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Postmortem tissue from patients with neurodegeneration exhibits protein-misfolding stress and reduced proteasome activity. This hallmark burden of proteotoxic stress has led to the term "proteinopathies" for neurodegenerative diseases. Proteinopathies may also be exacerbated by previous insults, according to the two hit hypothesis of accelerated(More)
The two hit hypothesis of neurodegeneration states that cells that have been severely stressed once are more vulnerable to the negative impact of a second hit. In other words, the toxicity of two hits of severe stress may be synergistic in neurons. We previously developed a two hit model of proteotoxic neurodegeneration using the proteasome inhibitor MG132.(More)
In Parkinson's and Alzheimer's diseases, the allocortex accumulates aggregated proteins such as synuclein and tau well before neocortex. We present a new high-throughput model of this topographic difference by microdissecting neocortex and allocortex from the postnatal rat and treating them in parallel fashion with toxins. Allocortical cultures were more(More)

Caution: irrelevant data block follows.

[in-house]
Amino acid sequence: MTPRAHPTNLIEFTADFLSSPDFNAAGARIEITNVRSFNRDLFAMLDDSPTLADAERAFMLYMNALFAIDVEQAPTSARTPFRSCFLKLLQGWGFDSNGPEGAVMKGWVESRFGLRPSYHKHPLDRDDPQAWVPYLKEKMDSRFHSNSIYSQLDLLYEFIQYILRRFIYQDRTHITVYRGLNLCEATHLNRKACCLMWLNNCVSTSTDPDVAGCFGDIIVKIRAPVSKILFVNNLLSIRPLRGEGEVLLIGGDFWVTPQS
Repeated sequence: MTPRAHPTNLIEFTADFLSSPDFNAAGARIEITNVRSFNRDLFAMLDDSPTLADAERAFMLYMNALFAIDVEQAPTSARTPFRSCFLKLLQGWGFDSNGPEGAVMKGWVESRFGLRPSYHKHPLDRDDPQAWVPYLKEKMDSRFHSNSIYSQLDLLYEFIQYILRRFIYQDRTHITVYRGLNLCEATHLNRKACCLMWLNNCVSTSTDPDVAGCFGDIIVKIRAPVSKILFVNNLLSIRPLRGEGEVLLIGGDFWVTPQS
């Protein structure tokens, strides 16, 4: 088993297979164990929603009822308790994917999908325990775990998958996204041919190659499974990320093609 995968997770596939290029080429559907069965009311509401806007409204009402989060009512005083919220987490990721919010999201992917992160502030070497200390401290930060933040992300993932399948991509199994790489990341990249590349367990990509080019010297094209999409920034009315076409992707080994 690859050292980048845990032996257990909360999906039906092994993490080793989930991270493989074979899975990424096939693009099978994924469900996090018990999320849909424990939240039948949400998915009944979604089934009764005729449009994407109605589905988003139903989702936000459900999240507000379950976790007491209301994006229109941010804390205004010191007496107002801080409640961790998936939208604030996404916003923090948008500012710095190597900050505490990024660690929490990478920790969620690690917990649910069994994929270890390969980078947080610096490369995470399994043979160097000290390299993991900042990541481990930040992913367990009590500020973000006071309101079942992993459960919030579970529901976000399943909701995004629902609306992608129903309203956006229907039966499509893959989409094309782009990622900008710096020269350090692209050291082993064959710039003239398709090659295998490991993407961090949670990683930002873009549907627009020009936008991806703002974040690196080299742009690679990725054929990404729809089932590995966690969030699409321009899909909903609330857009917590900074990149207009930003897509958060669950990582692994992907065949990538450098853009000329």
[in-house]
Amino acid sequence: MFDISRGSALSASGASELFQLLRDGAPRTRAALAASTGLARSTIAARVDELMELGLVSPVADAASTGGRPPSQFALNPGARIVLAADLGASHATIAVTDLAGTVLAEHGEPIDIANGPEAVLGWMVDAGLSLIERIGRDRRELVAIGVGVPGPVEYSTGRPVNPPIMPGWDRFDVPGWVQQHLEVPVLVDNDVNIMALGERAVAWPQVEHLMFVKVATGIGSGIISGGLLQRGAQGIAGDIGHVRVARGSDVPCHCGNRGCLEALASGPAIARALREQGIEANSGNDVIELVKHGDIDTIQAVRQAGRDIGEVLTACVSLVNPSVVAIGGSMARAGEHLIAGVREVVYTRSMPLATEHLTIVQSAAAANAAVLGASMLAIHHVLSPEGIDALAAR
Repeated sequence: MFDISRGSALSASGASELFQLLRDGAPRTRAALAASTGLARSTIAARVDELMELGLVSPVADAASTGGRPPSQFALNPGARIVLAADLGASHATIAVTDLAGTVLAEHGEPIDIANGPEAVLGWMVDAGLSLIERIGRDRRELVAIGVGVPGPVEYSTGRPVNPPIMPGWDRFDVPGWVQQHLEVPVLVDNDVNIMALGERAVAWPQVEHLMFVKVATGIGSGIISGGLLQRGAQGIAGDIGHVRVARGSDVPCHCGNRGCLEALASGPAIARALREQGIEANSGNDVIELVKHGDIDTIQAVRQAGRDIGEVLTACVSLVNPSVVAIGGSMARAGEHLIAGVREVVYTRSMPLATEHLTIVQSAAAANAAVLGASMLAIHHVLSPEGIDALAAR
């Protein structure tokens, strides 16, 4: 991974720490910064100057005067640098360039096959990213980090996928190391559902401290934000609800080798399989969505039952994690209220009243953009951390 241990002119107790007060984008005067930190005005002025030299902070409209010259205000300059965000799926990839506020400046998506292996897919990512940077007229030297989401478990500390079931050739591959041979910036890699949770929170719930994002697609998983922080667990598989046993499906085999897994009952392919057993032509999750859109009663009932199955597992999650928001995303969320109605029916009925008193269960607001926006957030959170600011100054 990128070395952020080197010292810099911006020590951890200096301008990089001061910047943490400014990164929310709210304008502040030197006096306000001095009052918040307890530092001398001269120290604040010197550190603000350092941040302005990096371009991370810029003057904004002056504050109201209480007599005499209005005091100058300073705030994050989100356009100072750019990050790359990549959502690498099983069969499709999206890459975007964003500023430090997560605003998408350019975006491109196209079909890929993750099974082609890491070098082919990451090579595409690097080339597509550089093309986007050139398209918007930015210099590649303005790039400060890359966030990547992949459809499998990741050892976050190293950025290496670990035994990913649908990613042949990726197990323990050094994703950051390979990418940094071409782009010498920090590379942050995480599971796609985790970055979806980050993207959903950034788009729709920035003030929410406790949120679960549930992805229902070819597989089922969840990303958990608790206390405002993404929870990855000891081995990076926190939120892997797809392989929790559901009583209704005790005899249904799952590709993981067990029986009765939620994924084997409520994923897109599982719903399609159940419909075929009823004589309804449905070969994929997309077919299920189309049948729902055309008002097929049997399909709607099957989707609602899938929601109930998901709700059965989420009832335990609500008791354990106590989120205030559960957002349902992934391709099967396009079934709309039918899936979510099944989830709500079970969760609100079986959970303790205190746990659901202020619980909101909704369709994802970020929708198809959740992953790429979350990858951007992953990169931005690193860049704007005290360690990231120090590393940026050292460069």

Manual cell counts on a microscope are a sensitive means of assessing cellular viability but are time-consuming and therefore expensive. Computerized viability assays are expensive in terms of equipment but can be faster and more objective than manual cell counts. The present report describes the use of three such viability assays. Two of these assays are(More)
N-Acetyl cysteine, a glutathione precursor, has been shown to benefit patients with Alzheimer's disease and reduce the symptoms of traumatic brain injury in soldiers. Parkinson's and Alzheimer's disease are both characterized by stress from protein misfolding, or proteotoxicity. We have developed a high-throughput model of proteotoxicity by treating(More)
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